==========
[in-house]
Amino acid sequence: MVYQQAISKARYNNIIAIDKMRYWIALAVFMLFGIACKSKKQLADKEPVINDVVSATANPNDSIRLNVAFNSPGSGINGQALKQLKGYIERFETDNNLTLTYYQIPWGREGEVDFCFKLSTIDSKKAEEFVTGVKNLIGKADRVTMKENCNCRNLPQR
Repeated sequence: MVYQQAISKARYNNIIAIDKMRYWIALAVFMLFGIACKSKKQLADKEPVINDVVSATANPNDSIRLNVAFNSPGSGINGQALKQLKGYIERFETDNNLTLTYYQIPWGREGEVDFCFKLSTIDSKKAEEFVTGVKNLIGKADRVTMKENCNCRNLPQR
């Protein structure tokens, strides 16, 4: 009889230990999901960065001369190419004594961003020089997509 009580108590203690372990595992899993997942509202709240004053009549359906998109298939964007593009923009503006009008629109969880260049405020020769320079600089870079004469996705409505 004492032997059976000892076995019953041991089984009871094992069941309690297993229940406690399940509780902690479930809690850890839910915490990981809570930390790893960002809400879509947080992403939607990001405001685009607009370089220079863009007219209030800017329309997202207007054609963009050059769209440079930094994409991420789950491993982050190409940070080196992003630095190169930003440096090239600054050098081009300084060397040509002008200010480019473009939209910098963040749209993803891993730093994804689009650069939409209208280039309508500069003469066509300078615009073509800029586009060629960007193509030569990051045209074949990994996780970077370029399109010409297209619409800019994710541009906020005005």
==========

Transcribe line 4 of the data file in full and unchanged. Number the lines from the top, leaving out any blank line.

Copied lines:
């Protein structure tokens, strides 16, 4: 009889230990999901960065001369190419004594961003020089997509 009580108590203690372990595992899993997942509202709240004053009549359906998109298939964007593009923009503006009008629109969880260049405020020769320079600089870079004469996705409505 004492032997059976000892076995019953041991089984009871094992069941309690297993229940406690399940509780902690479930809690850890839910915490990981809570930390790893960002809400879509947080992403939607990001405001685009607009370089220079863009007219209030800017329309997202207007054609963009050059769209440079930094994409991420789950491993982050190409940070080196992003630095190169930003440096090239600054050098081009300084060397040509002008200010480019473009939209910098963040749209993803891993730093994804689009650069939409209208280039309508500069003469066509300078615009073509800029586009060629960007193509030569990051045209074949990994996780970077370029399109010409297209619409800019994710541009906020005005």